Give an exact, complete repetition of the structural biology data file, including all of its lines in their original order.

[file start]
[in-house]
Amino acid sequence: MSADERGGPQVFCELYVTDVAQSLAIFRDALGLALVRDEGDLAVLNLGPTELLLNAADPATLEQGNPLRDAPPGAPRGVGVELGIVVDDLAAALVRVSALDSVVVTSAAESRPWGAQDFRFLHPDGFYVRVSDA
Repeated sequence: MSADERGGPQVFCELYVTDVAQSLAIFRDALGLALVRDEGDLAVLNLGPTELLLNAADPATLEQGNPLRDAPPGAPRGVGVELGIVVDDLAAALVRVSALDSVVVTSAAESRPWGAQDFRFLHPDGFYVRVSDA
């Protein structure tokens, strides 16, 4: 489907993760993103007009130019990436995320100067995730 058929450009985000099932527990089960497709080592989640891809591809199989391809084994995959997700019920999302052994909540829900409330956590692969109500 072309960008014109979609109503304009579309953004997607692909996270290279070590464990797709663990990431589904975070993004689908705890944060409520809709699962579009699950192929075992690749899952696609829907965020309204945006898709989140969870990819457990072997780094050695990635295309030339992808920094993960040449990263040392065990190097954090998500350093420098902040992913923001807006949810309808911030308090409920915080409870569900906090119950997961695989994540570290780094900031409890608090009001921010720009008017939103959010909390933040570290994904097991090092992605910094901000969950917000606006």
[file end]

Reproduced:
[in-house]
Amino acid sequence: MSADERGGPQVFCELYVTDVAQSLAIFRDALGLALVRDEGDLAVLNLGPTELLLNAADPATLEQGNPLRDAPPGAPRGVGVELGIVVDDLAAALVRVSALDSVVVTSAAESRPWGAQDFRFLHPDGFYVRVSDA
Repeated sequence: MSADERGGPQVFCELYVTDVAQSLAIFRDALGLALVRDEGDLAVLNLGPTELLLNAADPATLEQGNPLRDAPPGAPRGVGVELGIVVDDLAAALVRVSALDSVVVTSAAESRPWGAQDFRFLHPDGFYVRVSDA
């Protein structure tokens, strides 16, 4: 489907993760993103007009130019990436995320100067995730 058929450009985000099932527990089960497709080592989640891809591809199989391809084994995959997700019920999302052994909540829900409330956590692969109500 072309960008014109979609109503304009579309953004997607692909996270290279070590464990797709663990990431589904975070993004689908705890944060409520809709699962579009699950192929075992690749899952696609829907965020309204945006898709989140969870990819457990072997780094050695990635295309030339992808920094993960040449990263040392065990190097954090998500350093420098902040992913923001807006949810309808911030308090409920915080409870569900906090119950997961695989994540570290780094900031409890608090009001921010720009008017939103959010909390933040570290994904097991090092992605910094901000969950917000606006």